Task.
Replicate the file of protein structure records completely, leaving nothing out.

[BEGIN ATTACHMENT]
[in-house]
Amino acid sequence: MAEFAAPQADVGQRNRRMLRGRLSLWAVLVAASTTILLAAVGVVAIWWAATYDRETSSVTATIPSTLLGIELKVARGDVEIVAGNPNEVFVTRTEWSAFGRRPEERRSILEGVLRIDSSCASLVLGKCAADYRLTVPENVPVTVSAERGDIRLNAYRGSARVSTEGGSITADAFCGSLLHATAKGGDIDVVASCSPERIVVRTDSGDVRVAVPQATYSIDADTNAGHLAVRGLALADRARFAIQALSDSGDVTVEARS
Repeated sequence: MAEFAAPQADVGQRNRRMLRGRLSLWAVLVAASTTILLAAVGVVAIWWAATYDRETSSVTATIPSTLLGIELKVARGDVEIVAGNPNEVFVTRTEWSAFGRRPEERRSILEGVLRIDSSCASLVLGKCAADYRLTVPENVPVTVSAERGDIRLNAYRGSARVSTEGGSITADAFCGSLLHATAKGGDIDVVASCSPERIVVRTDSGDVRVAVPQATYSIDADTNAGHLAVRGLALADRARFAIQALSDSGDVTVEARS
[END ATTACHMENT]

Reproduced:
[in-house]
Amino acid sequence: MAEFAAPQADVGQRNRRMLRGRLSLWAVLVAASTTILLAAVGVVAIWWAATYDRETSSVTATIPSTLLGIELKVARGDVEIVAGNPNEVFVTRTEWSAFGRRPEERRSILEGVLRIDSSCASLVLGKCAADYRLTVPENVPVTVSAERGDIRLNAYRGSARVSTEGGSITADAFCGSLLHATAKGGDIDVVASCSPERIVVRTDSGDVRVAVPQATYSIDADTNAGHLAVRGLALADRARFAIQALSDSGDVTVEARS
Repeated sequence: MAEFAAPQADVGQRNRRMLRGRLSLWAVLVAASTTILLAAVGVVAIWWAATYDRETSSVTATIPSTLLGIELKVARGDVEIVAGNPNEVFVTRTEWSAFGRRPEERRSILEGVLRIDSSCASLVLGKCAADYRLTVPENVPVTVSAERGDIRLNAYRGSARVSTEGGSITADAFCGSLLHATAKGGDIDVVASCSPERIVVRTDSGDVRVAVPQATYSIDADTNAGHLAVRGLALADRARFAIQALSDSGDVTVEARS